Pennsylvania's military needs its own defense, local lawmakers say.
State Rep. Scott Perry, R-Dillsburg, is a member of a new commission to advocate for Pennsylvania military bases in the face of $487 billion in upcoming federal Department of Defense cuts.
Perry said the federal government has already agreed to nearly half a trillion dollars in cuts to the military nationwide over the next decade, and there is local concern some of those cuts could land at Pennsylvania military bases.
Perry has served in the Army in Iraq and Bosnia. He'll serve on the commission along with Lt. Gov. Jim Cawley, state Senators Rich Alloway and John Blake, and
state Rep. Harry Readshaw, along with some other people close to military operations.
"We have to make sure we're prepared when the time comes to defend these things," Perry said.
Perry said the commission doesn't have specific concerns yet, since it hasn't formally met, but he is "very concerned what (the cuts) mean for the midstate."
Two goals: Alloway, R-Franklin, said he thinks the commission will serve on two fronts. One part will be defending against cuts, and another will be to help secure defense contracts.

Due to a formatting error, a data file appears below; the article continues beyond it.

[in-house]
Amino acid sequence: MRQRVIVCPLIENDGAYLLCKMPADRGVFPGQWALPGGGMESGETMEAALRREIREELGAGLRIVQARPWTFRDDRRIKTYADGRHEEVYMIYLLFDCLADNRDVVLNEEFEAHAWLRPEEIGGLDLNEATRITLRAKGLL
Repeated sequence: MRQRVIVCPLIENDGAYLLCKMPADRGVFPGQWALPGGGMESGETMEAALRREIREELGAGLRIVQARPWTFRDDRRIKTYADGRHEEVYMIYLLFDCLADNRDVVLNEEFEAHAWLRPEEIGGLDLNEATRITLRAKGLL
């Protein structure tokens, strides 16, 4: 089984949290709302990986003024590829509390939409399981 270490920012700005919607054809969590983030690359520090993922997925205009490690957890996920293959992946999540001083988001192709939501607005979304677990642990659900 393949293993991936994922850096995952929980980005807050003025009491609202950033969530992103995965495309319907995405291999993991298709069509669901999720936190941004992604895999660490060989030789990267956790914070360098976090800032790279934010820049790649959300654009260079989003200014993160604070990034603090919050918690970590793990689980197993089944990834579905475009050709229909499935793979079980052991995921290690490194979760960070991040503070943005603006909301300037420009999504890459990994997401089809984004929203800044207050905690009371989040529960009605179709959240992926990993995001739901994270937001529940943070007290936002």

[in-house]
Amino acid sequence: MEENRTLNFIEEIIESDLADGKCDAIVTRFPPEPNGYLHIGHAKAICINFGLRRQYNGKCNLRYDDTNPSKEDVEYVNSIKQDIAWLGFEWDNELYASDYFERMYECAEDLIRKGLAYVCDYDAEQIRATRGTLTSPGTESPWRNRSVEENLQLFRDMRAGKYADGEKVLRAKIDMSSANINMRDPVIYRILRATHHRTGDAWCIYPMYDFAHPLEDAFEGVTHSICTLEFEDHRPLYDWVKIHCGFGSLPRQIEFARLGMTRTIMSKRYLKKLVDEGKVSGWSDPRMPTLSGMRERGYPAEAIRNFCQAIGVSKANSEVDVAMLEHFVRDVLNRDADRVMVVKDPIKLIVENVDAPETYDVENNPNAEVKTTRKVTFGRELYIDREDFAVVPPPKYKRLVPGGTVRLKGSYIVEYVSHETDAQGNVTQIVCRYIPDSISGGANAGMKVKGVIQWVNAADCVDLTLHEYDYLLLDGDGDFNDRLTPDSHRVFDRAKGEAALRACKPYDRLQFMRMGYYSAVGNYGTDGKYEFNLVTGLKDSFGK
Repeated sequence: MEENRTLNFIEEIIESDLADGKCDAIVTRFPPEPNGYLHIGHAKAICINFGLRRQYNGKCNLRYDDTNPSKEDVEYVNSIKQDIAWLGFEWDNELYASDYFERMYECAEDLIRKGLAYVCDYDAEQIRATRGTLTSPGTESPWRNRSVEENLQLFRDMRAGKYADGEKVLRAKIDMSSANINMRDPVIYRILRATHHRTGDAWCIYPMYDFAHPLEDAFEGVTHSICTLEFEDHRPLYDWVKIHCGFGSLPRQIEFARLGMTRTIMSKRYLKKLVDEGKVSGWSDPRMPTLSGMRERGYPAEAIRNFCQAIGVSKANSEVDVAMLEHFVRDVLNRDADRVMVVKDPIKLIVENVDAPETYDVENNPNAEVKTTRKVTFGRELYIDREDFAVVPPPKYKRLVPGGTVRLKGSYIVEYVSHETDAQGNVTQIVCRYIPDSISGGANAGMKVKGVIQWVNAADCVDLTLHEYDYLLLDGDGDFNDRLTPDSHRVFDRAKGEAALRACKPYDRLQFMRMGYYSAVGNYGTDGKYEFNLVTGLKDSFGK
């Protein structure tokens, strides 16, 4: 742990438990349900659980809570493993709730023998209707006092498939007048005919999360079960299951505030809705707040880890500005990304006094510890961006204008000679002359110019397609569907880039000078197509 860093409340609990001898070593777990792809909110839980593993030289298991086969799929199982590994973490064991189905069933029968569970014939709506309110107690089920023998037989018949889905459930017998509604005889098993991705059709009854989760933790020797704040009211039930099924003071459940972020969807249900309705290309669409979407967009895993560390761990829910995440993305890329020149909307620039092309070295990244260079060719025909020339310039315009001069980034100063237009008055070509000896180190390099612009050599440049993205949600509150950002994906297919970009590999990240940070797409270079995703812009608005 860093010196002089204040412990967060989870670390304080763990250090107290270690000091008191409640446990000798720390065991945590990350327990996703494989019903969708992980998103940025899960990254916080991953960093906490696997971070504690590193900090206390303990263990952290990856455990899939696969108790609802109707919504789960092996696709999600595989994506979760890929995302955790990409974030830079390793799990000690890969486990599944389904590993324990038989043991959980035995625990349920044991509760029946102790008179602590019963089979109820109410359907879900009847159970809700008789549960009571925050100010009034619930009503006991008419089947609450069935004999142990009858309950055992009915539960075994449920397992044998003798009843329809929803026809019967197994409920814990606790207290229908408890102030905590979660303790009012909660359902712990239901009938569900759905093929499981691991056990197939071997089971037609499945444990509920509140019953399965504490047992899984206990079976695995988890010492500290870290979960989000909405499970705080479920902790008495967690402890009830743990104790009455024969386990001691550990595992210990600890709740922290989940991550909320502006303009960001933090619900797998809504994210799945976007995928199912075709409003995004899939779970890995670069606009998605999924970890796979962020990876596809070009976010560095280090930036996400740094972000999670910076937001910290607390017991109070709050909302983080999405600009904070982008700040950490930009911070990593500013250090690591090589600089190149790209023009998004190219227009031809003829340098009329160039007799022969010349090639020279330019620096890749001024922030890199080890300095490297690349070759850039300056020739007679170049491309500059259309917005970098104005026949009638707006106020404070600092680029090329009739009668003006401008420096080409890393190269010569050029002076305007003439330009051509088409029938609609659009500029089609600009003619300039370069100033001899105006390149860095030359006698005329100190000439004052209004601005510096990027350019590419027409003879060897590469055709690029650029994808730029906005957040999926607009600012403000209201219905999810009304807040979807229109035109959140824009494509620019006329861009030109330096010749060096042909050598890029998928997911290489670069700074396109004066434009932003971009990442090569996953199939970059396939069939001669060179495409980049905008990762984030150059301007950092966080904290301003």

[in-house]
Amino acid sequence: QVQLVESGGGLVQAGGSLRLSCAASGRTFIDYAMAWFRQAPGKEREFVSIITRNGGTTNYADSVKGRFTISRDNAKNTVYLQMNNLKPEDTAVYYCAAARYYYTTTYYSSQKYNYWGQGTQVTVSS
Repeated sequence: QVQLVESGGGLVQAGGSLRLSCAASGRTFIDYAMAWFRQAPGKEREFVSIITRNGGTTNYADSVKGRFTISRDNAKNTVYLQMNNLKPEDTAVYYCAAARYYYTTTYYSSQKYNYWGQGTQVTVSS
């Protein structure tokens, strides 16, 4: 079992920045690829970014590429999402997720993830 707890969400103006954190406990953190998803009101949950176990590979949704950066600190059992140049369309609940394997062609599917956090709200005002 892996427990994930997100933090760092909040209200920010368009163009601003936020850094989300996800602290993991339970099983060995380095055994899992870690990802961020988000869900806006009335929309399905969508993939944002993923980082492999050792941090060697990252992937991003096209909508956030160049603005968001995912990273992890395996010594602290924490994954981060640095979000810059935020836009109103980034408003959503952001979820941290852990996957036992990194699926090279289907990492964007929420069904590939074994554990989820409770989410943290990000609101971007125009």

"We can be the cheerleader and tell that story," Alloway said of Pennsylvania military bases' accomplishments.
Gov. Tom Corbett said he hopes the commission can promote all the positives about the bases, as the military is not allowed to advocate for itself.
Alloway said he understands the military needs to "right-size" its budget sometimes, but worries the cuts will hit Pennsylvania too hard.
'Critical to our econ omy': The 911th Airlift Wing near Pittsburgh already has been in danger of being shut down by the Air Force, although the Defense Department has told the Air Force to hold off for now.
Other major military locations in the state include the Carlisle Barracks, the Letterkenny Army Depot in Franklin County, the Naval support depot in Mechanicsburg and the Tobyhanna Army Depot in Monroe County.
Perry, who was a student at the U.S. Army War College at the Carlisle Barracks, said the military is "critical to our economy."
Perry said he also knows there's been some support in the past decade for moving the Army Heritage Museum in Carlisle down to Washington, D.C.
"Why do such a thing when we have a facility right here?" Perry said.
The commission will have about $100,000 set aside to help pay for travel and other expenses, Alloway said.
-- Reach Andrew Shaw at email@example.com